The alleged multibillion-dollar Ponzi scheme run by Wall Street financier Bernard Madoff has sent shock waves through the world of philanthropy, forcing at least three foundations to close their doors and threatening donations to several nonprofits, the Jewish Telegraphic Agency reports.
Madoff, the founder of Bernard L. Madoff Investment Securities, was arrested last week after admitting to his board that a hedge fund he ran was essentially a Ponzi scheme that had been paying returns on invested funds with funds paid by other investors. Over the weekend, the Robert I. Lappin and Chais Family foundations, both of which had invested most of their funds with Madoff, announced that they had lost millions of dollars in the scam and would be forced to close. On Monday, the New York City-based JEHT Foundation announced that it was stopping all grantmaking effective immediately and would close its doors at the end of January 2009. Madoff had managed funds for JEHT's donors, Jeanne Levy-Church and Kenneth Levy-Church.
Madoff and others invested in his fund were major supporters of a wide range of Jewish nonprofits. One of those investors, Sandy Gottesman, had an estimated $20 million of his foundation's $144 million invested with Madoff at the end of 2007, while U.S. Sen. Frank Lautenberg (D-N.J.) had about $15 million of his foundation's assets invested with the disgraced money manager.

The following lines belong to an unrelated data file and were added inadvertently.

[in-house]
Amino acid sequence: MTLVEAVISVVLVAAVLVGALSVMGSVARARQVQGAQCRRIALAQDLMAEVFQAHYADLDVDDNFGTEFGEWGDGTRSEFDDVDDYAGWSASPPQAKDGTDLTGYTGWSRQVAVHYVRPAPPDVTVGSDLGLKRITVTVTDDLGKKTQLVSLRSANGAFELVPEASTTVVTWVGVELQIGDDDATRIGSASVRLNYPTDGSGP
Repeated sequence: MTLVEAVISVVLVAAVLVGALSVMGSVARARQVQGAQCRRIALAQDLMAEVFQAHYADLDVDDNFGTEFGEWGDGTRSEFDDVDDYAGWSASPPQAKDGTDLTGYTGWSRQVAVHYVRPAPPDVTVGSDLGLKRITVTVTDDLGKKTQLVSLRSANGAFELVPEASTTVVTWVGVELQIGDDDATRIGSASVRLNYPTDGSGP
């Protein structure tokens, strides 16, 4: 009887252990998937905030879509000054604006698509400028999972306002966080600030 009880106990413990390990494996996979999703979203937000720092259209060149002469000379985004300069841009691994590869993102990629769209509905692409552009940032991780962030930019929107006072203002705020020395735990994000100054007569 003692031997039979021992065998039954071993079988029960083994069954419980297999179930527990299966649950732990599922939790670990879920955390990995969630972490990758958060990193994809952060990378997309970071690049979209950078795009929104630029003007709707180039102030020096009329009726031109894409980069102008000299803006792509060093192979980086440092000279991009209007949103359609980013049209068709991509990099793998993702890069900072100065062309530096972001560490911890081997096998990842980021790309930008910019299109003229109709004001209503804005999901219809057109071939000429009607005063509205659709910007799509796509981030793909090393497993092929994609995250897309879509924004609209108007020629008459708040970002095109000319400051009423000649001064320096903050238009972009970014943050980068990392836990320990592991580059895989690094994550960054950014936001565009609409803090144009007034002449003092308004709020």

While the full extent of the damage to the Jewish philanthropic world is not yet clear, many organizations already are reeling. The Gift of Life Foundation, a Jewish bone marrow registry that relied heavily on Madoff as a benefactor, has announced that it will immediately need to raise $1.8 million to make up for recent losses, while Yeshiva University, where Madoff served as treasurer of the board and chairman of the Sy Syms School of Business until he resigned last week, said it had lost tens of millions of dollars, if not more.
"What really emerges out of this [is that] people sometimes forget to conduct the due diligence when dealing with others with social prominence — and especially in the hedge fund area where people think you have to be really smart to be in hedge funds," said Jeffrey Solomon, president of the Andrea and Charles Bronfman Philanthropies. "In many ways, for all investments something like this is tragic, but for nonprofits where boards have the fiduciary responsibility of acting with great prudence, it is even more tragic."